The main reasons given for the COD replacement by the TOC were the dangerousness of the method and the poor automatability. According to the current state of knowledge, it must be checked whether the TSB can be used as a COD replacement method. The equipment required for a TSB device is roughly the same as that of a TOC device, with no analytical problems arising from the inorganic carbon. The analysis processes are correspondingly similar, so that the respective result is available in a few minutes. In addition, the parameters TSB and TOC can be implemented in one device.

Importance of sample preparation

The sample preparation is a decisive criterion for the accuracy and reliability of a measurement result. In water and especially in wastewater, particles can occur that contain organic carbon and should be included in the measurement of the TOC [8]. Other particles that do not contribute to the sum parameters, such as B. sand should not be taken into account during processing.

With the FlowSampler (Fig. 2), LAR AG supplies an optimal sampling system that sucks the sample through a stainless steel tube into the measuring device against the direction of flow. Large and heavy solids are drawn past the tube by the velocity of the flow. However, all waste water components relevant for the measurement are recorded so that the sample taken corresponds to over 98% of a professionally drawn "scoop sample".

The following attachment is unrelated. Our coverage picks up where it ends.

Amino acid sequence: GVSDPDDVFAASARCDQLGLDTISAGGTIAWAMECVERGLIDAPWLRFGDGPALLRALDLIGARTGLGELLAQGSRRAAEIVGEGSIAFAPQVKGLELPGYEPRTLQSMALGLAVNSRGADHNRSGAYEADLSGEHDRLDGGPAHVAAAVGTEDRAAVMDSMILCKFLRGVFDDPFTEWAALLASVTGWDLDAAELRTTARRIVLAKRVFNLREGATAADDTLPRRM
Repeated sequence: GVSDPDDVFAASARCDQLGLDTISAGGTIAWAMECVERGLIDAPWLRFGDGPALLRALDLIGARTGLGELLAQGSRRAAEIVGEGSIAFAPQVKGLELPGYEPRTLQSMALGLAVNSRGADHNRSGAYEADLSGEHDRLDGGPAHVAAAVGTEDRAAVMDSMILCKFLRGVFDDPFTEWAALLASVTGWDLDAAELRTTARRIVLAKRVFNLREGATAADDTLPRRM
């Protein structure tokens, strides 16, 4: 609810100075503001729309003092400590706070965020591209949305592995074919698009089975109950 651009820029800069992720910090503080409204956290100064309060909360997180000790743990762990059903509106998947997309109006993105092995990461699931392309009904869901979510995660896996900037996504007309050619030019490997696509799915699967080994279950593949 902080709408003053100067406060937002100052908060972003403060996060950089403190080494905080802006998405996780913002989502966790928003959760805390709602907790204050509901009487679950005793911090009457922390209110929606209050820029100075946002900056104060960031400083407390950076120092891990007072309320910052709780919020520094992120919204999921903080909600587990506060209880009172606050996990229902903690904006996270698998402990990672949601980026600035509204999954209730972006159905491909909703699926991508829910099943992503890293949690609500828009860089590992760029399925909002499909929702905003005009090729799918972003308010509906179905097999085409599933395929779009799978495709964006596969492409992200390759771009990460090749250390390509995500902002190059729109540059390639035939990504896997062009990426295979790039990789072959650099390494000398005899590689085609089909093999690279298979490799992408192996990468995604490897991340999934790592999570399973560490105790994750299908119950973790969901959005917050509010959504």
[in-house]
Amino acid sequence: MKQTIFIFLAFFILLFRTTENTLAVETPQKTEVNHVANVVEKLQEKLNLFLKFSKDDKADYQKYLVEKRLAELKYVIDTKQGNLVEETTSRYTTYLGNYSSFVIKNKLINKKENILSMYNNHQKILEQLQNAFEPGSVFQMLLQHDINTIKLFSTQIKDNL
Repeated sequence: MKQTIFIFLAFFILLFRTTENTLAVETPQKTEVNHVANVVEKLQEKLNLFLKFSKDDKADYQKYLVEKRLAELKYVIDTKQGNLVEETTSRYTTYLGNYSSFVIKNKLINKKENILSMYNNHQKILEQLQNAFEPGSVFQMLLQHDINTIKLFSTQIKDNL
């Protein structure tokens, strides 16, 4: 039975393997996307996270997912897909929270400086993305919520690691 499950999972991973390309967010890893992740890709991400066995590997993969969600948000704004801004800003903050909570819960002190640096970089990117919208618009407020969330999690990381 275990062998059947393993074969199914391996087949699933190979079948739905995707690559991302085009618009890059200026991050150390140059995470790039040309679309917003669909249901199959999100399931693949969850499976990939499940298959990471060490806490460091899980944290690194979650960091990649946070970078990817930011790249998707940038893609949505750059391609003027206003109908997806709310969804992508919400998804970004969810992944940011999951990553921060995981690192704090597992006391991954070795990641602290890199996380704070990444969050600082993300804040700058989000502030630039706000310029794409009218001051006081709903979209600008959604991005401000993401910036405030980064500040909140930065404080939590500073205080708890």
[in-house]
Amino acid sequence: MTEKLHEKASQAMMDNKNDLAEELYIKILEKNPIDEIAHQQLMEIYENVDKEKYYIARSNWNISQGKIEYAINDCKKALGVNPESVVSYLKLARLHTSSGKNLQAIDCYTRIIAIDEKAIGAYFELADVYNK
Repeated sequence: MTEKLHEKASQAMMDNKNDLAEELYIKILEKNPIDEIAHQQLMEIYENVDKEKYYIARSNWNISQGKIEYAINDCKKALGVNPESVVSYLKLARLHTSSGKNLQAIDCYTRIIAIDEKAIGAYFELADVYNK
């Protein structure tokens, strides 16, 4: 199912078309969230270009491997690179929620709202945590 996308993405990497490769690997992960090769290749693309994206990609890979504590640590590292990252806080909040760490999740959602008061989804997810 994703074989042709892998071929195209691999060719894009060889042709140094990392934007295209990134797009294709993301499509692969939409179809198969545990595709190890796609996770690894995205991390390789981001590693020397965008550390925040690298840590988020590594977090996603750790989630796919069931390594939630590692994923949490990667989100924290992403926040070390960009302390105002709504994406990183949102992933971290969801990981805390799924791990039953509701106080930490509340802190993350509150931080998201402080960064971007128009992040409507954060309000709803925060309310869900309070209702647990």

QuickTOCultra with a robot-guided injection module - an analyzer plays a role in the laboratory

Application-specific measurement technology

The continuous monitoring of different types of water poses enormous challenges for online measurement technology. In general, the more different the application, the more different the requirements for the analysis system. Commercially available products can only be slightly adapted with modules or are equipped with several ovens. The second reactor is used for safety as soon as the first one fails or becomes clogged with salts. Other analyzers are equipped with homogenizers which, due to their low rotational speed, perform the task of a sieve. Instead of making the sample homogeneous, this step filters out particles, although these may contain components that are important for the TOC value. In contrast to this, LAR AG supplies specialized analyzers with the Quick series, which are designed for the respective requirements of the different applications. The use of a second reactor is superfluous, since with high salt concentrations even salt concentrations of up to 300 g / l NaCl can be treated without any problems with the high salt option. In general, the LAR analyzers differ in the injection system, which is selected depending on the sample structure.